Generalizability theory is an area of statistics with application to measurement in psychology and education. The main audience is measurement practitioners and graduate students in the behavorial and social sciences. Professor Brennan has been President of the National Council on Measurement in Education and has received awards for outstanding technical contributions to educational measurement.
Generalizability theory offers an extensive conceptual framework and a powerful set of statistical procedures for characterizing and quantifying the fallibility of measurements. Robert Brennan, the author, has written the most comprehensive and up-to-date treatment of generalizability theory. The book provides a synthesis of those parts of the statistical literature that are directly applicable to generalizability theory. The principal intended audience is measurement practitioners and graduate students in the behavioral and social sciences, although a few examples and references are provided from other fields. Readers will benefit from some familiarity with classical test theory and analysis of variance, but the treatment of most topics does not presume specific background.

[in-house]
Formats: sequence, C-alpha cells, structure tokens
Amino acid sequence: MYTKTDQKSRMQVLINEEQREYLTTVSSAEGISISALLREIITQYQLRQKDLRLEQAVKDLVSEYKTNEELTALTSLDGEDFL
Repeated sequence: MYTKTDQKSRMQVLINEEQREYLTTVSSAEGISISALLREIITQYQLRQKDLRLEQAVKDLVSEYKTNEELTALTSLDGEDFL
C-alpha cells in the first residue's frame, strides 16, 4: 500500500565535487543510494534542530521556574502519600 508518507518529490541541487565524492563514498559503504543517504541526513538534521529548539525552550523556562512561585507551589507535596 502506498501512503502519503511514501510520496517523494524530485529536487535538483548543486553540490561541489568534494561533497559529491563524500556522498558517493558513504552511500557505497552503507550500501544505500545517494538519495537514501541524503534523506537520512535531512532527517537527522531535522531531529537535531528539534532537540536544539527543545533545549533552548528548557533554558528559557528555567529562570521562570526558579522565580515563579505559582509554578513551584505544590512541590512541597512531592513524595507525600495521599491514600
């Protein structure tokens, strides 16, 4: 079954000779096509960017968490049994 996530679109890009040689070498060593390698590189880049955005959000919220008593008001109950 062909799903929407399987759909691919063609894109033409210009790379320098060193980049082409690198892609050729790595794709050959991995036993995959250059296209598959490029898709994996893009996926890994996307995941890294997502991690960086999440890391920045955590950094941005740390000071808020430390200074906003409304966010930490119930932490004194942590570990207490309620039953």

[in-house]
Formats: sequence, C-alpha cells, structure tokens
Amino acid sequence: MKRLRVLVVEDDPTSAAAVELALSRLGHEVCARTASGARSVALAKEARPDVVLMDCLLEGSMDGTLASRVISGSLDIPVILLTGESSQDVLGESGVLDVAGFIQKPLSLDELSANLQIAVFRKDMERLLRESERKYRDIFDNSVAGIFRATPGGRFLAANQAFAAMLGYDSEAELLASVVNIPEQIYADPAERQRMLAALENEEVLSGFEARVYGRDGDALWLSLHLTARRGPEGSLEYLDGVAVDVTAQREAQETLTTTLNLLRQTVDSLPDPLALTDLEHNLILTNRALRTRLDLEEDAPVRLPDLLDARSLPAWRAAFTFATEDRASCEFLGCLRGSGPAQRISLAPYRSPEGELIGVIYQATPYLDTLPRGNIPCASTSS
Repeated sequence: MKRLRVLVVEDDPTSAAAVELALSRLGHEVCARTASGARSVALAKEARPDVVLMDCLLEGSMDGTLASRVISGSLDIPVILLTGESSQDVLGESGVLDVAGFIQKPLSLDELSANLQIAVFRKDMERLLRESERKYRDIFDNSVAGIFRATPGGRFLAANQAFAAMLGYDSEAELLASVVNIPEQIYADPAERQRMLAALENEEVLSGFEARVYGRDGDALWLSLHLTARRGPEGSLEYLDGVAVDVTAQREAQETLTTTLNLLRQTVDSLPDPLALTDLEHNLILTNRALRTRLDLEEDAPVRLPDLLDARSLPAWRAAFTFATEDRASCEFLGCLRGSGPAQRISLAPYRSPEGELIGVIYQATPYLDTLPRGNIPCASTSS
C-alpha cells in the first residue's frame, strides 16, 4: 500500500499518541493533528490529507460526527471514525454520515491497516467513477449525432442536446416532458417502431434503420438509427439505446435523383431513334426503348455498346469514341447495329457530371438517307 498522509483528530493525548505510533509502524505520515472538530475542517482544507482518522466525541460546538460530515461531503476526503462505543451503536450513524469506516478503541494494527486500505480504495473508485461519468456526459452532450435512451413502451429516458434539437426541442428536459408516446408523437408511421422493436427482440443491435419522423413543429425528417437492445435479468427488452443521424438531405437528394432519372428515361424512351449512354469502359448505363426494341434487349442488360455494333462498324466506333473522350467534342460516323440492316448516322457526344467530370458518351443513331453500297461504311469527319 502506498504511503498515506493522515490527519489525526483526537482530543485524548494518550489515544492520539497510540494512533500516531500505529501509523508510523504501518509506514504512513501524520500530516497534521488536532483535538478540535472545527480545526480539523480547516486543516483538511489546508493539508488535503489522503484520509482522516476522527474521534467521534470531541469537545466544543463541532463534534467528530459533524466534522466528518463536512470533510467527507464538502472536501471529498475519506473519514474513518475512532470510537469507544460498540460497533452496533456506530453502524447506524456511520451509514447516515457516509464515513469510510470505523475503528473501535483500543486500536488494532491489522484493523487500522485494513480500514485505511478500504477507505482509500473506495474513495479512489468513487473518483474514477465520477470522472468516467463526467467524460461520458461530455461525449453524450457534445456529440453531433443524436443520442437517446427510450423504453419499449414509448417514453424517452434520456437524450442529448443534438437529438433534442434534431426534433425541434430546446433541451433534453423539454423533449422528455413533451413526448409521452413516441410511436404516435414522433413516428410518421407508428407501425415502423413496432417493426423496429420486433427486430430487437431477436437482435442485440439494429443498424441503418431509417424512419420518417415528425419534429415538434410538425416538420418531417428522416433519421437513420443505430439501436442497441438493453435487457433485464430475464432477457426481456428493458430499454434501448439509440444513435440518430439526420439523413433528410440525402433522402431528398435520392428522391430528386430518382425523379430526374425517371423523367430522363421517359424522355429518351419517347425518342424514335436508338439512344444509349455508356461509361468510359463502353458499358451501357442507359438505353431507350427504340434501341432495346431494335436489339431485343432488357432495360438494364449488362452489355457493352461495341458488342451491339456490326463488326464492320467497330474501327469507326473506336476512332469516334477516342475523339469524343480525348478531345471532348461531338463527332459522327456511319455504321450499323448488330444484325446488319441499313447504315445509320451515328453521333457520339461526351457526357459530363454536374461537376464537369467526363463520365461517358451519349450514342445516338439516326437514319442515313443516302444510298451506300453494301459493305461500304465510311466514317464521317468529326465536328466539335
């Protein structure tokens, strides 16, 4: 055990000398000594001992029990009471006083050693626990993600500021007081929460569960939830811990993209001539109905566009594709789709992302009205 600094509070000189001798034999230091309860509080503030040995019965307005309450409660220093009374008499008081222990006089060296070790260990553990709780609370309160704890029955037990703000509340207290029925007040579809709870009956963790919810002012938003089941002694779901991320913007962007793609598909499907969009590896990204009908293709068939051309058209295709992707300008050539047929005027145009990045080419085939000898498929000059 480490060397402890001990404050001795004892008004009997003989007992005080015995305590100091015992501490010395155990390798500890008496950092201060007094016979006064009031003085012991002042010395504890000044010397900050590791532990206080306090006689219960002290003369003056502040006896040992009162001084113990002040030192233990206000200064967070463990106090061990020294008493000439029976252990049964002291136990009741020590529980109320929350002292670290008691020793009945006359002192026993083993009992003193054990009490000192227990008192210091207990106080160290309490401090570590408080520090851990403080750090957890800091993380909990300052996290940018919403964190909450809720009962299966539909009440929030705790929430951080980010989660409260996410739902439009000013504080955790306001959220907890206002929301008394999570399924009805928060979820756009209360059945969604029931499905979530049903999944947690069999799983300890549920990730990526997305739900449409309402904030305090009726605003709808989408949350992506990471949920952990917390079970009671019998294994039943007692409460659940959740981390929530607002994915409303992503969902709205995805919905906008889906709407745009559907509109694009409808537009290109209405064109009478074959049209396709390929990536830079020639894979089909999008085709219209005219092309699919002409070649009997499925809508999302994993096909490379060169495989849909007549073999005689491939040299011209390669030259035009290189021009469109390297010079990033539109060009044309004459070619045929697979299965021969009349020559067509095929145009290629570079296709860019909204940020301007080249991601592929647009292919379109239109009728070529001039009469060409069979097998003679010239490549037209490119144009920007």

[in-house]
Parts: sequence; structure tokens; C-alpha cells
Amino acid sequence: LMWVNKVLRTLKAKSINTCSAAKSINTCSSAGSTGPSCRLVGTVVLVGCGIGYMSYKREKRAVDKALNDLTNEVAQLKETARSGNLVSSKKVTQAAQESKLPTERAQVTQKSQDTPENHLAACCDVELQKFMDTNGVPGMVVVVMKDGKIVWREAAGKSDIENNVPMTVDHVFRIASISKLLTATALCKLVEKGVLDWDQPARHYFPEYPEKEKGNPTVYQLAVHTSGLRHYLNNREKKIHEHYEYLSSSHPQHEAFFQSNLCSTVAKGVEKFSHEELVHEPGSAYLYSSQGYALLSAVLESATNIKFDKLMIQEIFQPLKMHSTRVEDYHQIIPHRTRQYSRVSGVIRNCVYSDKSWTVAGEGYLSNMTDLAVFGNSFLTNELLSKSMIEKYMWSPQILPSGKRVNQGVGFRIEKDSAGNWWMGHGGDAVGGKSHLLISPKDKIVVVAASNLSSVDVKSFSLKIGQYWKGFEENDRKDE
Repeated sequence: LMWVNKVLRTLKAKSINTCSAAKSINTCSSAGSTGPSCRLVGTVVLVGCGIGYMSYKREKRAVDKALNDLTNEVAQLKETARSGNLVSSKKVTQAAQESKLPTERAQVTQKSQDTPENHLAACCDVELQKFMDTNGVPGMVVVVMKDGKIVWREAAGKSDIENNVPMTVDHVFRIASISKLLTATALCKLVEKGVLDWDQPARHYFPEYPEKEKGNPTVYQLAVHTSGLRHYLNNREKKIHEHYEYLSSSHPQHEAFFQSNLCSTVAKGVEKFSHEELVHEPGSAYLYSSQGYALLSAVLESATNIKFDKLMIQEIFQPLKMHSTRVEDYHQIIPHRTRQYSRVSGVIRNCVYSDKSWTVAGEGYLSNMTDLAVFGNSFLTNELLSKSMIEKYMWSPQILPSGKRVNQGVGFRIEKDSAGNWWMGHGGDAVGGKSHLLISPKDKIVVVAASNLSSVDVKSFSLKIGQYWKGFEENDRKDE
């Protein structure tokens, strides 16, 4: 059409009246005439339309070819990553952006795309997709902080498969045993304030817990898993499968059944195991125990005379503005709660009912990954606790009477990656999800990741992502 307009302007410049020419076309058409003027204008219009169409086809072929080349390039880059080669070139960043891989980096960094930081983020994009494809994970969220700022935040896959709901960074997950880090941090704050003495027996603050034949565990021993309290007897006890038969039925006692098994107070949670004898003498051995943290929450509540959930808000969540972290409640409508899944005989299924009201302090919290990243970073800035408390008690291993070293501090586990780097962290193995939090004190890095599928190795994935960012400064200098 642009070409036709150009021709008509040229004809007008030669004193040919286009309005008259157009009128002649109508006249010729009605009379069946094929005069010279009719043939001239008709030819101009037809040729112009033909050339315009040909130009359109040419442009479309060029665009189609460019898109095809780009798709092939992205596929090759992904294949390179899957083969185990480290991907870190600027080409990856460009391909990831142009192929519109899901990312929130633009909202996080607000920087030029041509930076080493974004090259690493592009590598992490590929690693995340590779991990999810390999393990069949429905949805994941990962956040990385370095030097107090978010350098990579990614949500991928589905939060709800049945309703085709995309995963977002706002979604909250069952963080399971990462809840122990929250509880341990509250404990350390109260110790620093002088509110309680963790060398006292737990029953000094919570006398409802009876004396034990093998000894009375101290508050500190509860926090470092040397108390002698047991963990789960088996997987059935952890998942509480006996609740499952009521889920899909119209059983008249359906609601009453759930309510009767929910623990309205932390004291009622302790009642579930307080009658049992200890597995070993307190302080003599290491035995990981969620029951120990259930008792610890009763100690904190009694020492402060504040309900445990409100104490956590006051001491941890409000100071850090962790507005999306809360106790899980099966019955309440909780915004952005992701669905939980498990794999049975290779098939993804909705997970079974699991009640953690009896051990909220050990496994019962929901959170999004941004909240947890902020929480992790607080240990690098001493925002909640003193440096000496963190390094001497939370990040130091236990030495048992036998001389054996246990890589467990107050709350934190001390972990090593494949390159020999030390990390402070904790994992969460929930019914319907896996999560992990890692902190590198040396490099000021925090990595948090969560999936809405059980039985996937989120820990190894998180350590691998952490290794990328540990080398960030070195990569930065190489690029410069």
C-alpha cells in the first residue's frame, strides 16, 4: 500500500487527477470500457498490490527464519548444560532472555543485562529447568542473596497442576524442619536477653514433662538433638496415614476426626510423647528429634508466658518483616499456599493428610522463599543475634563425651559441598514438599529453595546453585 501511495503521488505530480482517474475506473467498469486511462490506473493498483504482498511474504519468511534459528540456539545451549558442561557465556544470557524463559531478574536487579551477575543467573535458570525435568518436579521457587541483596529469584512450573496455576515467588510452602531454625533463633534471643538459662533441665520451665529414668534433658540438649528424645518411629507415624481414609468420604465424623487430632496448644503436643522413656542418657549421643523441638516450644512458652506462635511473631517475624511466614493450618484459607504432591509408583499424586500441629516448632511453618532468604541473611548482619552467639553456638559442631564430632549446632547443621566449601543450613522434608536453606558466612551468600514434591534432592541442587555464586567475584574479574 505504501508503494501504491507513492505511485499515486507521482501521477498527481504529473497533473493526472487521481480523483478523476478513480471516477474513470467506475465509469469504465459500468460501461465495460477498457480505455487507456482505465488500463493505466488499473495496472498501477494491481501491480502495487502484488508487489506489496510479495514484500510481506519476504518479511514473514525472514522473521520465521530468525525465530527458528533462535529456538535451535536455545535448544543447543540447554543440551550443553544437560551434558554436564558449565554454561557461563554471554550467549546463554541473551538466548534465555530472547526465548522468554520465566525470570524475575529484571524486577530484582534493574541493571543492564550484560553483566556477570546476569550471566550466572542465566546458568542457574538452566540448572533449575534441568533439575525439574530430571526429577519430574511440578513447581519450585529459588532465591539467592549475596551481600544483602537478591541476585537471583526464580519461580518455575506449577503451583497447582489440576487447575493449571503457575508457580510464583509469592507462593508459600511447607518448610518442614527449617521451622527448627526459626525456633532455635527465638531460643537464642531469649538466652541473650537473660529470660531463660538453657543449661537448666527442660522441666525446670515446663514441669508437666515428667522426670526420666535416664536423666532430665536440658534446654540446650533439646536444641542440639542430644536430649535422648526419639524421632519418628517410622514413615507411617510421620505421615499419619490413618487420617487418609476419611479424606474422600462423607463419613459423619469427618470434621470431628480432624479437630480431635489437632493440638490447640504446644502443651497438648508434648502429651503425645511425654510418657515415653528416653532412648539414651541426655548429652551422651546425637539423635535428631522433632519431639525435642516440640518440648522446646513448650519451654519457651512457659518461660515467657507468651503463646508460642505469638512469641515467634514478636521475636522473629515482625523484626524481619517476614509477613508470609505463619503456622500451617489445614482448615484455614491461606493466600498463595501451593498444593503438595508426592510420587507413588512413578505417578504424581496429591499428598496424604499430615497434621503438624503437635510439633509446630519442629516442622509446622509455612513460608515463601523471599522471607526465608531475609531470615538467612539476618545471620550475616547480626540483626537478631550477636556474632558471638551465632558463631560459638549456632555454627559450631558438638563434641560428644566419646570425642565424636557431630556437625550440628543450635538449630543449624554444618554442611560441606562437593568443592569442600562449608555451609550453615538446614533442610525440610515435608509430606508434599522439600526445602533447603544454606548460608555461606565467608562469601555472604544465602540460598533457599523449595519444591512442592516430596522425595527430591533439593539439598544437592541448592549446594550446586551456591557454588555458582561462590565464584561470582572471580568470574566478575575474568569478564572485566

Introduction * Single-facet Designs * Multifacet Universes of Admissible Observations and G Study Designs * Multifacet Universes of Generalization and D Study Designs * Advanced Topics in Univariate Generalizability Theory * Variability of Statistics in Generalizability Theory * Unbalanced Random Effects Designs * Unbalanced Random Effects Designs--Examples * Multivariate G Studies * Multivariate D Studies * Multivariate Regressed Scores